June happens to mark two very important days. Father’s Day of course, but we must also look at the second most important day of June… Forgiveness Day (celebrated on June 26 th .) I have chosen to write about forgiveness as this has been such a very difficult year for all who live on this planet. I have seen friends and family judge and dismiss each other. Anger, violence, hatred, and intolerance has brought the normal balance of peace and forgiveness way out of kilter. Some of this has been due to group think; some of it out right fear of change.

Now I am not taking sides. I simply bring to the forefront that we are going through a spiritual awaking and with any change comes anxiety and fear.

Forgiving our partner’s in life, our children, family, friends, a situation, and even ourselves is a very important step in bringing the spirit into peaceful harmony.

Let me share a story of anger that lead to forgiving too late:

I had been frustrated with my father throughout my childhood, I choose not to talk with him for many years. He still tried to reach out to me at times, but I was stubborn and could not forgive him. One cold snowy day, I got a call from my brother. He said that I needed to come to the hospital immediately … dad was in a coma. Together with my brothers and sisters, we had to make a decision to let him go. I would give anything to have had a conversation with him so he could forgive me for my childish anger towards him. He did nothing wrong. My mom divorced him and I was angry with him for so many years because he was not in my life growing up. I was approaching my 34 th birthday and finally coming to understand that my father was only a person going through so much more than I could ever understand. I only saw one side of a situation until just before he died. I had made up my mind to talk with him and made plans just before he fell into the coma. Now I talked with his spirit asking for forgiveness, but have always felt badly I did not share this with him before he died.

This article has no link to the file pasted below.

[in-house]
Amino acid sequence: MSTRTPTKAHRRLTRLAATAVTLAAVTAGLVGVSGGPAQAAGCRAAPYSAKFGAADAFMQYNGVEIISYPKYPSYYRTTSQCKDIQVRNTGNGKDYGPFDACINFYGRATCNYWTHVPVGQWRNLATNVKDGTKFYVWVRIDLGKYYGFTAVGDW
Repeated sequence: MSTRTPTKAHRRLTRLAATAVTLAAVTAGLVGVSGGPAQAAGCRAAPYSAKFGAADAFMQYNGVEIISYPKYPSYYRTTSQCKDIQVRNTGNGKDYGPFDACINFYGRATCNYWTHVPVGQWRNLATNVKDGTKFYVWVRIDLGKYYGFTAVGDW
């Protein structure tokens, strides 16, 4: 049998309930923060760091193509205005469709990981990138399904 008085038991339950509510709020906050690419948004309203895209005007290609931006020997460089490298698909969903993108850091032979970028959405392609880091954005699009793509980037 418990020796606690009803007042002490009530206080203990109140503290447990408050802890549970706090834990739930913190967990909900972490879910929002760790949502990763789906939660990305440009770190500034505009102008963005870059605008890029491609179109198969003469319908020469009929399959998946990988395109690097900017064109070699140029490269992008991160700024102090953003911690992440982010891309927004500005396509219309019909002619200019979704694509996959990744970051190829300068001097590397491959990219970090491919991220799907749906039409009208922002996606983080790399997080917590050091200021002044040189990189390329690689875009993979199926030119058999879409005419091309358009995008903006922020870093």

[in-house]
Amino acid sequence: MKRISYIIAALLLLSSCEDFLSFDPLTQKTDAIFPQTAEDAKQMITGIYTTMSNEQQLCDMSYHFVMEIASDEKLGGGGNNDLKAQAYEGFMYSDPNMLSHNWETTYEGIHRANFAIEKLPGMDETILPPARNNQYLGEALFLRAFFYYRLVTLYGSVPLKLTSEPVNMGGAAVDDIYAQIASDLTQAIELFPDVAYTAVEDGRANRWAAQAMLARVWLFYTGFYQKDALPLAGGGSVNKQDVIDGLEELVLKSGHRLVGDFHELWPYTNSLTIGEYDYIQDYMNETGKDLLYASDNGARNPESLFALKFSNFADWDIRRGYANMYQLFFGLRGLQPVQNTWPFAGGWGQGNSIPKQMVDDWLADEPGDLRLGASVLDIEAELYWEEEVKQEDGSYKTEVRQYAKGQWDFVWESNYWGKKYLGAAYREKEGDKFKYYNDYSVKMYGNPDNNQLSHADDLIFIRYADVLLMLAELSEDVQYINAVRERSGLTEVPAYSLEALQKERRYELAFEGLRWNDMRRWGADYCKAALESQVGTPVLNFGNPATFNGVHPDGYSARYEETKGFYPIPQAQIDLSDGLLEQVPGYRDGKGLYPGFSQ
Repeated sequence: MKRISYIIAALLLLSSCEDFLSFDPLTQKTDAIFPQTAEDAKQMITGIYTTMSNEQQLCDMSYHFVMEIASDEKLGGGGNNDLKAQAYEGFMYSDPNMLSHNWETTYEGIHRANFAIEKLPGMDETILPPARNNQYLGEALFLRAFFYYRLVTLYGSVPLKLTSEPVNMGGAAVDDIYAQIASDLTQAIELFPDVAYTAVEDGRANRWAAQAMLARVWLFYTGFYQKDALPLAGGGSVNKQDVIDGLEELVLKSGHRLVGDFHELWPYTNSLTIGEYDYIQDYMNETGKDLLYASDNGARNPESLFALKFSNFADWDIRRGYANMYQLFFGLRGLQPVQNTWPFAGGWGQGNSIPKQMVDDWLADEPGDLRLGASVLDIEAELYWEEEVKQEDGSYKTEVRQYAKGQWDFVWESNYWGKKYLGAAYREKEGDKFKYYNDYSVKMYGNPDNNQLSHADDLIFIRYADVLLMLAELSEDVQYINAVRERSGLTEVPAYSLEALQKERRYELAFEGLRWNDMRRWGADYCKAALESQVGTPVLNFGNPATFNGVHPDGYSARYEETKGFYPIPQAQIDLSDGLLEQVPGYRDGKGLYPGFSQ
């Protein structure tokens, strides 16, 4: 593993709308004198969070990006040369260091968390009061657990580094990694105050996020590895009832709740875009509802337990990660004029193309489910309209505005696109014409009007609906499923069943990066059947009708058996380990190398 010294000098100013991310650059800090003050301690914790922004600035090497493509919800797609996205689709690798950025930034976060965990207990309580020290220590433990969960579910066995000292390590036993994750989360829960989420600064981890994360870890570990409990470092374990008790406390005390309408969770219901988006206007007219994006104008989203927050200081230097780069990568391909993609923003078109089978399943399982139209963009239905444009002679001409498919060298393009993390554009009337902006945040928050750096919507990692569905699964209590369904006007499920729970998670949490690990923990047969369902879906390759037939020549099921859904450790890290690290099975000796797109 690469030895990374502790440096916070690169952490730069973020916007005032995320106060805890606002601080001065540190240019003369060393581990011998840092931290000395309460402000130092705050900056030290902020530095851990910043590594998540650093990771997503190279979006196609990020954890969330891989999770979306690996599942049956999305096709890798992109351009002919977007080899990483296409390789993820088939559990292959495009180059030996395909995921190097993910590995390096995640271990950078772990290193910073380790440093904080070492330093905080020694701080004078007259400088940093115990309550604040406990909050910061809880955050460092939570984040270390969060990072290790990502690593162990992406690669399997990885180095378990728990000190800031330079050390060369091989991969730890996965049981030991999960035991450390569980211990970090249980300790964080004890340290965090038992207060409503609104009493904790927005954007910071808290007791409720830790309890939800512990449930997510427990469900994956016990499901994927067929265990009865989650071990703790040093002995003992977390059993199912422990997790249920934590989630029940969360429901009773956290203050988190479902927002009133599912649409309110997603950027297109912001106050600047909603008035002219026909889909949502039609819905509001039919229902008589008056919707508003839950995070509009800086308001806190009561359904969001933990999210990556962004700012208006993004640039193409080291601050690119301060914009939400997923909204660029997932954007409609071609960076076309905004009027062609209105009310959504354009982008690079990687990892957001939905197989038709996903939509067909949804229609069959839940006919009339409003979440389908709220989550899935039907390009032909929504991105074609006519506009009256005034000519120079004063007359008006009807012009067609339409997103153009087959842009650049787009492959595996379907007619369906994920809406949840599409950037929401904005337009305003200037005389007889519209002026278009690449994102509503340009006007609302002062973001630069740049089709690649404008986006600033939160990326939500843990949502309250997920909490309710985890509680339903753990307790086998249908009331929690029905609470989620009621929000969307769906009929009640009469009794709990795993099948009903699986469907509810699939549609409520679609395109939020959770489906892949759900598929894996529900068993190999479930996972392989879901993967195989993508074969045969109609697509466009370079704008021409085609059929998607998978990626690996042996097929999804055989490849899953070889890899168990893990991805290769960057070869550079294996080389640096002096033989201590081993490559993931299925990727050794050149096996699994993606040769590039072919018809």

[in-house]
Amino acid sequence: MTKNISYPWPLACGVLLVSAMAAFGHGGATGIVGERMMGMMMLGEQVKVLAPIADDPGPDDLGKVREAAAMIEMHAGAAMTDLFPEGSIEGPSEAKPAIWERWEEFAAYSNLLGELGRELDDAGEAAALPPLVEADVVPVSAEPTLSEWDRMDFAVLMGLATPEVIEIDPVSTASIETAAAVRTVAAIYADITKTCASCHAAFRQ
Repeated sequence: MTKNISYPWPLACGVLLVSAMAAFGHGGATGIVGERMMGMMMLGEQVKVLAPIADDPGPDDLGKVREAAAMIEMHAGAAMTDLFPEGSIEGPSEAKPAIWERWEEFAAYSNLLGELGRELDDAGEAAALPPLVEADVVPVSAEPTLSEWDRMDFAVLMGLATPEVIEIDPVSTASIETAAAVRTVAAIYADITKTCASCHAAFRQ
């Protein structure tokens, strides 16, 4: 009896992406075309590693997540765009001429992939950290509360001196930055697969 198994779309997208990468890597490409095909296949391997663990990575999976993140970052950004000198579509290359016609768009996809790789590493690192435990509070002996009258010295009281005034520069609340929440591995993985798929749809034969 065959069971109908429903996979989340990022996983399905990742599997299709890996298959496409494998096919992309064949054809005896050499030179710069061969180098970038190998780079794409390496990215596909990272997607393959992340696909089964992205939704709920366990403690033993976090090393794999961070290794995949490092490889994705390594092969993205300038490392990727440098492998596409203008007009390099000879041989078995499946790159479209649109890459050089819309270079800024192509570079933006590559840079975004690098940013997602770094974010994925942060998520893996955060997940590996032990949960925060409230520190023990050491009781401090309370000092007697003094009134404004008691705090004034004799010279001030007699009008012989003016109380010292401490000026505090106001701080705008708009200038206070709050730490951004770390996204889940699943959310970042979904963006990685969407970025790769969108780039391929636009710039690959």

Since that difficult experience of not understanding a problem from the other person’s point of view, I learned a hard lesson. Refusing to forgive hurts us more than anyone else. I took that lesson and impressed upon my children that by learning the other person’s story and listening without judging, one can find peace.

My son learned this lesson well. We had to move out of state and of course that meant starting in a new school. Soon he encountered the high school bully. This big guy challenged my son to a fight after school. My son of course did not want to engage in a fight, but instead remembered my words, “look at this from the other person’s perspective. They may be reacting out of fear or insecurity. Listen to them.” Well when my son came out of school that afternoon, he saw many of the kids standing around to witness the fight. My son had been learning how to box, so after the bully squared up to him, he said, “your stance could use improvement. Let me show you how.” The bully wasn’t expecting that. My son exchanged knowledge and understanding without any blows exchanged. They did not fight that day, but instead my son learned this young man’s story. He came from a dysfunctional home where his father was belittling him. So this kid was reacting the only way he knew how: through fear and violence.

This is the month of forgiveness so please forgive your friends and family for thinking differently than you. Put aside rumors and fears. Send them love and hopefully we will move through this painful time still loving each other. Remember: forgiveness is not the same as acceptance. We can forgive our differences, but not necessarily accept them. We don’t need to. Give acceptance, forgiveness and PEACE a chance.


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